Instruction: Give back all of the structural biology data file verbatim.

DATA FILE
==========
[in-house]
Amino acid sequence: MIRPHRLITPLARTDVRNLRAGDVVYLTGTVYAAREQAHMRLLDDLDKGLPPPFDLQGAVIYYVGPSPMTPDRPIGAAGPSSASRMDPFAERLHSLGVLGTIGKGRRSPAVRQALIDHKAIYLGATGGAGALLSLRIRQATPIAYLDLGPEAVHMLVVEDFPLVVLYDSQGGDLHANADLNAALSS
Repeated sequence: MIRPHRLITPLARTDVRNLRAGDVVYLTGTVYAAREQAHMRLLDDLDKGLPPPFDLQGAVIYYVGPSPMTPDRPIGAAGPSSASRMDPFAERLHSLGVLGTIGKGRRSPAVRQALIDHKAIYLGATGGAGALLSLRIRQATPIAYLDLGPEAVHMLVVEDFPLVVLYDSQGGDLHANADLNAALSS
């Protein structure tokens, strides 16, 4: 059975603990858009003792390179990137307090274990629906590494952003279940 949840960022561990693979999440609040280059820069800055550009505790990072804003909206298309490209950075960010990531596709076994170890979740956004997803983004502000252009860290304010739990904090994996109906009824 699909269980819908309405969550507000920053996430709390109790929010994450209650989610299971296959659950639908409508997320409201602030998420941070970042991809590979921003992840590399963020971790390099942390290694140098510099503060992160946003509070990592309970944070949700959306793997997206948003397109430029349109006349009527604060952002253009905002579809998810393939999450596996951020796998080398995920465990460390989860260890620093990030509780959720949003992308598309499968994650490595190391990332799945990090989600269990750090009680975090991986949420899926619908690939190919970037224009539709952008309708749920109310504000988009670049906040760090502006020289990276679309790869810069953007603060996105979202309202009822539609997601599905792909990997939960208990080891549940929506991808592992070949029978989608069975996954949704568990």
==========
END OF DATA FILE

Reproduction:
[in-house]
Amino acid sequence: MIRPHRLITPLARTDVRNLRAGDVVYLTGTVYAAREQAHMRLLDDLDKGLPPPFDLQGAVIYYVGPSPMTPDRPIGAAGPSSASRMDPFAERLHSLGVLGTIGKGRRSPAVRQALIDHKAIYLGATGGAGALLSLRIRQATPIAYLDLGPEAVHMLVVEDFPLVVLYDSQGGDLHANADLNAALSS
Repeated sequence: MIRPHRLITPLARTDVRNLRAGDVVYLTGTVYAAREQAHMRLLDDLDKGLPPPFDLQGAVIYYVGPSPMTPDRPIGAAGPSSASRMDPFAERLHSLGVLGTIGKGRRSPAVRQALIDHKAIYLGATGGAGALLSLRIRQATPIAYLDLGPEAVHMLVVEDFPLVVLYDSQGGDLHANADLNAALSS
């Protein structure tokens, strides 16, 4: 059975603990858009003792390179990137307090274990629906590494952003279940 949840960022561990693979999440609040280059820069800055550009505790990072804003909206298309490209950075960010990531596709076994170890979740956004997803983004502000252009860290304010739990904090994996109906009824 699909269980819908309405969550507000920053996430709390109790929010994450209650989610299971296959659950639908409508997320409201602030998420941070970042991809590979921003992840590399963020971790390099942390290694140098510099503060992160946003509070990592309970944070949700959306793997997206948003397109430029349109006349009527604060952002253009905002579809998810393939999450596996951020796998080398995920465990460390989860260890620093990030509780959720949003992308598309499968994650490595190391990332799945990090989600269990750090009680975090991986949420899926619908690939190919970037224009539709952008309708749920109310504000988009670049906040760090502006020289990276679309790869810069953007603060996105979202309202009822539609997601599905792909990997939960208990080891549940929506991808592992070949029978989608069975996954949704568990």